A year ago, I wrote an article titled “Why Can’t We Be Friends” after a friend severed ties with me simply because I had become a competitor with a new job. At the end of that article, I wrote “attend networking events whenever possible, reach out, say hello when presented the opportunity to meet someone new. If you meet someone you feel is a competitor, do not shy away – make the connection.” Who knew that less than 8 weeks after I wrote that, the world would be turned upside down and I would be without that very job my new former friend thought was a reason to permanently separate us?! But as it turns out, the connections I have spent my career making helped me immensely this past year.
Today – like so many – I am working in a completely different capacity than I was in January 2020. I spend my days trying to teach my 2 elementary school students and looking for a job – both equally exhausting tasks, and co-leading a networking group comprised of mostly hospitality suppliers and planners called Just Because Happy Hour (JBHH). All of it necessary, but not all of it enjoyable.
When we started planning our family, I had zero desire to stay at home. I did use the 12 weeks FMLA allowed at the time and savored it, but I was eager to return to work when my time was up. Other than a long vacation before my senior year in high school and a short medical leave I had in 2002, I had never taken any time off of full-time work since age 17. On Wednesday, March 11, 2020 my preschool and 1st grade children had [what has now become] their last day of in-person school. Public school was moved remote and we decided to keep our daughter home too. That same night, I quickly designed a daily school schedule and ordered educational materials to keep them busy – at the time there was no plan from the school. My world was turned inside out when I was laid off at 4:33pm the following Monday, March 16, 2020 – I remember looking at the clock during the phone call. I had just rewritten the Strategic Plan for 2020 the week before because we expected to be able to hang onto staff for at least another 60 – 90 days; I was caught completely off-guard. Just like that, I was only a full-time teacher and house manager.
For the first several weeks I felt strong. I had coordinated a homeschool schedule for both kids, penciled out a schedule for myself and immediately started looking for a new job. I felt solid. I felt normal. Roughly 2 months in – around early May – I could feel my mood shifting. [For reference, it is important to be familiar with the prevailing stages of grief: Shock, Denial, Anger, Depression, Acceptance)
I kept active outside with my children and spouse, taking long walks, working on projects around the house, reading so many books and listening to audiobooks (for free thanks to the local library app), keeping up a learning schedule for the kids, co-hosting JBHH and doing my usual check-in calls with colleagues and friends from all over the world. But despite all that activity, I was simply existing.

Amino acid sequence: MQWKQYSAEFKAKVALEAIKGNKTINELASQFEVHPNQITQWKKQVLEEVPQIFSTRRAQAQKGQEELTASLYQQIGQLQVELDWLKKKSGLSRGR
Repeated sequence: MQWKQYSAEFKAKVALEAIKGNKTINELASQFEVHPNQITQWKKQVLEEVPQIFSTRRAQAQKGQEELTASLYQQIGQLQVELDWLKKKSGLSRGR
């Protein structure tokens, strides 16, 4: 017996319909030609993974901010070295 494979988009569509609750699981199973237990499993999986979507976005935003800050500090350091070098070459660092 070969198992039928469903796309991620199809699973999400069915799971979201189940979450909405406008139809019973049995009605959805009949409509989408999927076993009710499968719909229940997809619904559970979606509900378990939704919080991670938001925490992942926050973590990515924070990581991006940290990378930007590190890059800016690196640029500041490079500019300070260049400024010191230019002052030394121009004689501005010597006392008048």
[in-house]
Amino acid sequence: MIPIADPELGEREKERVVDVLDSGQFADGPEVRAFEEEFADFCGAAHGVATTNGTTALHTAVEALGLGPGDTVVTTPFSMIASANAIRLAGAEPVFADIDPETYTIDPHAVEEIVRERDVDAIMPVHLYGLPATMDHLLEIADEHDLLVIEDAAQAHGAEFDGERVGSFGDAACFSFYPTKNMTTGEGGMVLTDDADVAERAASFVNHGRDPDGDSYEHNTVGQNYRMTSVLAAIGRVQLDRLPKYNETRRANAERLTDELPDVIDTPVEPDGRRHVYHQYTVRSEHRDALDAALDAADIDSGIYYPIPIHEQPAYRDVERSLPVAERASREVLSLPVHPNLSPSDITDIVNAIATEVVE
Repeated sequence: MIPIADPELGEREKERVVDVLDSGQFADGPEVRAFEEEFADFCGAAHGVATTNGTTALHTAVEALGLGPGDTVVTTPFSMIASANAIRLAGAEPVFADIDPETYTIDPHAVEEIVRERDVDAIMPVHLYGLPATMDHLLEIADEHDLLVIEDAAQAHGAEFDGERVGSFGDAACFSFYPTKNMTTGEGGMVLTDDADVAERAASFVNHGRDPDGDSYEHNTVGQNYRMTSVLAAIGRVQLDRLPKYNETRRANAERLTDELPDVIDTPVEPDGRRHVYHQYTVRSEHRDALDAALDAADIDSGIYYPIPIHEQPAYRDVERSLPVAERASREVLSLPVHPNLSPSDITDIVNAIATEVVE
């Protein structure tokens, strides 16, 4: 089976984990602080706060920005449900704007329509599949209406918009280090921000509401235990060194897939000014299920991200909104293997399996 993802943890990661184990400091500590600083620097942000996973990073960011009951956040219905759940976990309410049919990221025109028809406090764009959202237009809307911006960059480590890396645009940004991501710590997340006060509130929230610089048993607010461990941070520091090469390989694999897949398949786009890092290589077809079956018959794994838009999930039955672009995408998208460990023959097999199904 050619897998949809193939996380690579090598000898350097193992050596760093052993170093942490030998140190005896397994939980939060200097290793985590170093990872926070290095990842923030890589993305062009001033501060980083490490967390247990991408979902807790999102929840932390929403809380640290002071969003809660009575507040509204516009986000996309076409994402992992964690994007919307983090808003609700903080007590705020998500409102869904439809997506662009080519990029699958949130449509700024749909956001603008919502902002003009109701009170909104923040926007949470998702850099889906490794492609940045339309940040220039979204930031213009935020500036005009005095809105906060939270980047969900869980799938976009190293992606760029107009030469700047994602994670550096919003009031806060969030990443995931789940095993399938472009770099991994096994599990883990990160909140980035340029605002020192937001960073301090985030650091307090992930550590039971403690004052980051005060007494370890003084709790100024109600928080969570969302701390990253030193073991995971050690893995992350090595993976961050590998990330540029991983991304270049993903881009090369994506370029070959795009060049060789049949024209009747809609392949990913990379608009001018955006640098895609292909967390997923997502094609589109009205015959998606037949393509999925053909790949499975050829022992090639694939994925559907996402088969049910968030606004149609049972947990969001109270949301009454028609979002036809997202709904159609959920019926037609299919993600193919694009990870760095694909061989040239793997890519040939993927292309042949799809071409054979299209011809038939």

I have always enjoyed staying connected with clients and colleagues alike. Through 2020, I continued my efforts with daily phone calls, texts and emails. Those correspondences were a lifeline to me; they fed my soul in a way nothing else in my life was doing at the time. By mid-August, a longtime friend (who started as a coworker) forced me to leave the house overnight to try to clear my head. It was a quick trip, but – as she suspected – it helped shift my focus away from all my responsibilities and more toward me. Looking back now, I recognize the fog of depression had fully enveloped me and that trip helped a sliver of sunlight in. A few weeks later, my husband and I snuck away for an overnight in Seattle to celebrate our 20th wedding anniversary. We explored the city, walked to and from dinner, and spent hours enjoying our city and water view from the same hotel we spent our wedding night. Dinner was spent at a waterfront favorite and we even walked by our wedding venue on our way. A friend (who I originally met through PCMA many years ago), surprised us with customized glasses and wine for our dinner – a very thoughtful gesture that meant the world to me. We wore our masks and social distanced everywhere we went, but it was truly cathartic to enjoy the city where we became an “Us”. This time my mood fully shifted. My outlook on the future refocused in the positive; I was immediately in the clear.
Just a few weeks later I received devastating news of the sudden loss of someone I met through work over a decade before who had become a friend. Our connection from more than a decade earlier had shaped my career and I always looked forward to catching up at industry events throughout the year. We had just spent a long phone call in January 2020 catching up and I will forever be grateful for that. The loss impacted me profoundly and I used the advice “check on your peeps” spoken at the service as a catalyst to increase my efforts in reaching out.
Some of you are still working at the same company you were in early 2020, but I am certain your job looks very different. Others have taken positions outside of our industry. And some – like me – are still searching for the next opportunity. No matter what you have experienced this past year, be grateful and know the future is bright. We have no idea where we will be in January 2022, but I wish you more connections then than you have today. Stay safe, try to stay sane, keep up with your connections and always take an opportunity to make a new one. And remember that the road ahead is best traveled together.